Back in 2012, Baffler contributor Maureen Tkacik kicked up a fuss when she dared to venture into the content-challenged, consensus-packaging, and immensely profitable business model for The Atlantic Monthly and its many curious satellite properties. In particular, Tkacik revisited the professional CV of the magazine’s maximum leader, David Bradley–who made his first pile in the competitive world of private-sector intelligence-vetting–and offered this controversial assessment of how Bradley has overhauled today’s thought-leading Atlantic empire:
The Atlantic is a turgid mouthpiece for the plutocracy, a repository of shallow, lazy spin, and regular host of discussion forums during which nothing is discussed. It is, in every formal trait, a CIA front.
Tkacik’s piece even prompted a quasi-satirical dispatch from a correspondent with The Atlantic Wire, which sought to laugh off the brunt of her argument with an account of a New York City Baffler event formatted as a CIA field report.
Still, the real punchline in this whole affair came today, when your Baffler correspondent received an excited press release from the Atlantic Media Group announcing the launch of a new online service for users of the premium NextGov site, which tracks, as its hideous portmanteau name neatly illustrates, the unsightly intersection of the high-tech and policy worlds. The new sub-property, called ThreatWatch, seeks to provide a real-time digest of compromising security breaches the world over. Here’s a partial sample of today’s, uhm, catch:
Password cracking; User accounts compromised: Assad supporters play with Reuters comics
Spearphishing; Stolen credentials; User accounts compromised: White house staffers personal gmail hacked
Credential seeking malware; Network intrusion; Unauthorized use of system administrator privileges: Crooks net 160 million payment card numbers in raids on Citibank, PNC, Nasdaq, PNC [sic], retailers and other financial firms
The site clocked 117 such breaches in the 7 minutes we lingered there; clearly the savvy managers at The Atlantic have targeted a growth market. The real question, though, would seem to be just what interests they’re aiming to serve. NextGov correspondent Aliya Sternstein (a very smart and accomplished reporter, by the way) offers this summary of the new site’s mission:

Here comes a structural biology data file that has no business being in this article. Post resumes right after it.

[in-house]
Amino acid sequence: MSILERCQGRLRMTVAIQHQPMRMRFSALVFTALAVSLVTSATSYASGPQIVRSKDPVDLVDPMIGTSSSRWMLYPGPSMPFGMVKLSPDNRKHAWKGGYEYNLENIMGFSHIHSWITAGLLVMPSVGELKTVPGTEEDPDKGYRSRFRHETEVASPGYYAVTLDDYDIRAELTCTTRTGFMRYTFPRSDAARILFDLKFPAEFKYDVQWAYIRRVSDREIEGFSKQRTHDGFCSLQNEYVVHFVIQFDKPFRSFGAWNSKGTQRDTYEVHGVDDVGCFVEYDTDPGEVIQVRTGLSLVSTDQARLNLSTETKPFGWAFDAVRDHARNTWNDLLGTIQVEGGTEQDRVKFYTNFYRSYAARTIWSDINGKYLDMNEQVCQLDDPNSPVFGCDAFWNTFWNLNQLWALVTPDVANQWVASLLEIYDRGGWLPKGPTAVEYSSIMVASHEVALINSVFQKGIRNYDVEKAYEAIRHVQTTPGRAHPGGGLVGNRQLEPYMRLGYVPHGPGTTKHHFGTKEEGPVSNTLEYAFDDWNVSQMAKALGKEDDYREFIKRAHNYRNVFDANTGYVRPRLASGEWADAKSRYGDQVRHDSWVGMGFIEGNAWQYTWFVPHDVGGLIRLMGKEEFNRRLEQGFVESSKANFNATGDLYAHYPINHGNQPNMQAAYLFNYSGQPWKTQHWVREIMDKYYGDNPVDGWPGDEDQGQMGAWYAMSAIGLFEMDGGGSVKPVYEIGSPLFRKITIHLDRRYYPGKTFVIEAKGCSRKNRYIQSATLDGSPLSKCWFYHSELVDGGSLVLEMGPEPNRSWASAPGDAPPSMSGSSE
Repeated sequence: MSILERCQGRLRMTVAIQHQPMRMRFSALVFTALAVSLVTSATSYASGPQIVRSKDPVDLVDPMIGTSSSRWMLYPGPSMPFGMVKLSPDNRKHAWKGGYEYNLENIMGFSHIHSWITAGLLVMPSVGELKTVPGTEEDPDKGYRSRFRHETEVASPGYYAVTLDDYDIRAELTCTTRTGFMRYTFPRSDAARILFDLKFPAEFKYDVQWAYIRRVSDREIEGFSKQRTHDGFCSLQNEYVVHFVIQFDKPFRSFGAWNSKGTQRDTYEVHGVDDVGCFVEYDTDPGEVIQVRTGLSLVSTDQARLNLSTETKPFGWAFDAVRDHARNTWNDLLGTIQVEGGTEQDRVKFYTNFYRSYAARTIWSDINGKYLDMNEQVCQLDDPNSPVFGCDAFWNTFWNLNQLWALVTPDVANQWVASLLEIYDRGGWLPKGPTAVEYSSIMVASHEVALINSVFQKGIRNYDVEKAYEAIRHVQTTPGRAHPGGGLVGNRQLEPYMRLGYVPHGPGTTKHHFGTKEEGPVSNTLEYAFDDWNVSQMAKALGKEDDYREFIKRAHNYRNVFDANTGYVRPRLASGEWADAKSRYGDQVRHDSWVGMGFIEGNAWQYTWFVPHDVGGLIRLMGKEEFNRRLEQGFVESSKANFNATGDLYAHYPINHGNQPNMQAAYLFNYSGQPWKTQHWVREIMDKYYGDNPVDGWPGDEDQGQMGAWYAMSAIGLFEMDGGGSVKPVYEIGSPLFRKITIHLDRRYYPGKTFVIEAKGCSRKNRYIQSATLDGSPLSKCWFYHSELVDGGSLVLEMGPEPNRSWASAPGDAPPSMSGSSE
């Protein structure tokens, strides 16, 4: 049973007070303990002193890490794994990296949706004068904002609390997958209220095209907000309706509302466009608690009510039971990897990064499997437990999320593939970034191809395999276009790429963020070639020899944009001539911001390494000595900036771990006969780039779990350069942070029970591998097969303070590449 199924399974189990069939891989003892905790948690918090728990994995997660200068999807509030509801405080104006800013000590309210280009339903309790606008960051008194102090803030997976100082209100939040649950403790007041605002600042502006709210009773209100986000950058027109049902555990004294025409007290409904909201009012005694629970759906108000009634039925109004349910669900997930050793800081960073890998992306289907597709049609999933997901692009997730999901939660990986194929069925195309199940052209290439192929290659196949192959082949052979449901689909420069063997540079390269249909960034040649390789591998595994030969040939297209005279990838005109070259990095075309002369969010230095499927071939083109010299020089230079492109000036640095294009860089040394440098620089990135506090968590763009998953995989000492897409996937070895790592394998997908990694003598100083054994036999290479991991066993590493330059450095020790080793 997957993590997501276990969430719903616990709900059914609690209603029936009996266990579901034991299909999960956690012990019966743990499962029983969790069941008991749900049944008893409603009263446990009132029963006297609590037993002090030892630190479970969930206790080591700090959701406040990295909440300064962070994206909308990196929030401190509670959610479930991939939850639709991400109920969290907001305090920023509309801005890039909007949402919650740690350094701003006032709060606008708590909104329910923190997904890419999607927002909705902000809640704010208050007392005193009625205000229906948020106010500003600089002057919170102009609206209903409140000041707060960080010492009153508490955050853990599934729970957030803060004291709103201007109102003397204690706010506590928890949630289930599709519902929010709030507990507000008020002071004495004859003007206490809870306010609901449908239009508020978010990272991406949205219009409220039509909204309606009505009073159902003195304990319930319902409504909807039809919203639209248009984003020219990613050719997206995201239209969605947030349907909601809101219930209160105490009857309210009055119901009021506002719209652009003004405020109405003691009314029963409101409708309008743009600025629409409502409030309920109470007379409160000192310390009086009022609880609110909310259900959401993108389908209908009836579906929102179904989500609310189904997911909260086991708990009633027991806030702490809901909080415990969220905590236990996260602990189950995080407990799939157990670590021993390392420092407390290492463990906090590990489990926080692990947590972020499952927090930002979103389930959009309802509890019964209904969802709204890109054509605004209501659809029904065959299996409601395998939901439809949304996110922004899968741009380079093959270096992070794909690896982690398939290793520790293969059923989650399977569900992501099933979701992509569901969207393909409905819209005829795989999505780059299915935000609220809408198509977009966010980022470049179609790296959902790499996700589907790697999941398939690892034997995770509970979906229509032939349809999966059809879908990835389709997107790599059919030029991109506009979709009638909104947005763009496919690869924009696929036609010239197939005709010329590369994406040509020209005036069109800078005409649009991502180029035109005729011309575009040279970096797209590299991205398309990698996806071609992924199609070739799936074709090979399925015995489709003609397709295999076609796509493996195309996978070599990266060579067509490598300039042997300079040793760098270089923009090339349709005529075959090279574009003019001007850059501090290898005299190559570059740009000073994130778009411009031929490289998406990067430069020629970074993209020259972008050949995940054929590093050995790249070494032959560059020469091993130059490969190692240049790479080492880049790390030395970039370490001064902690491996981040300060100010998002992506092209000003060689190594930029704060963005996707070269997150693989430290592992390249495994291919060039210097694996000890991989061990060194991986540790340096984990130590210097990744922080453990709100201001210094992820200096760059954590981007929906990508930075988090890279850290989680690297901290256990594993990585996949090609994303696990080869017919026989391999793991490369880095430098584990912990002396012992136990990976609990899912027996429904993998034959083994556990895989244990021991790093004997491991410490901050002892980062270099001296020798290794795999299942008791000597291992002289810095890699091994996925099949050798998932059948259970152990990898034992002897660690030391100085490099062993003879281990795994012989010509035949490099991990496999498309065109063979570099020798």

While many organizations, including the U.S. government, are reluctant to fess up to weak security, increasingly they are disclosing more to, among other things, help others avoid similar incidents, build trust and comply with privacy rules.
The samples show trends in how fast infiltrations are detected, how quickly affected individuals are notified, and the types of tricks attackers are using. The suspected perpetrators might surprise you. As of this writing, there are more internal employees than Chinese-sponsored hackers responsible for data compromises.
Still, it’s not clear just what the takeaway from this cache of surprising intel is intended to be. Should digital paymasters in the private sector be girding up for “Cyberwar” against their own leak-prone employees? And how, exactly, will greater compliance with privacy rules be achieved in a world where the National Security Agency has permanently annexed your privacy to its to-do list?
Indeed, one can’t help but wonder how something like ThreatWatch would treat something like the leaks engineered by Bradley Manning and Edward Snowden, which were animated by the nonsinister desire to let American citizens know just what their permanent government has been doing in their own name. Whistleblowing does indeed involve systemic leaks, and potential grave compromises to various matrixes of data-gathering. It’s also, as these things are traditionally defined, an act of journalism. But then, hey, so is the act of paying writers, and it seems that The Atlantic appears to be in the process of dismantling that barrier to entry. SO maybe Tkacik misjudged the Bradley-era Atlantic shop: After all, even the CIA used to keep informants on retainer, back in the day.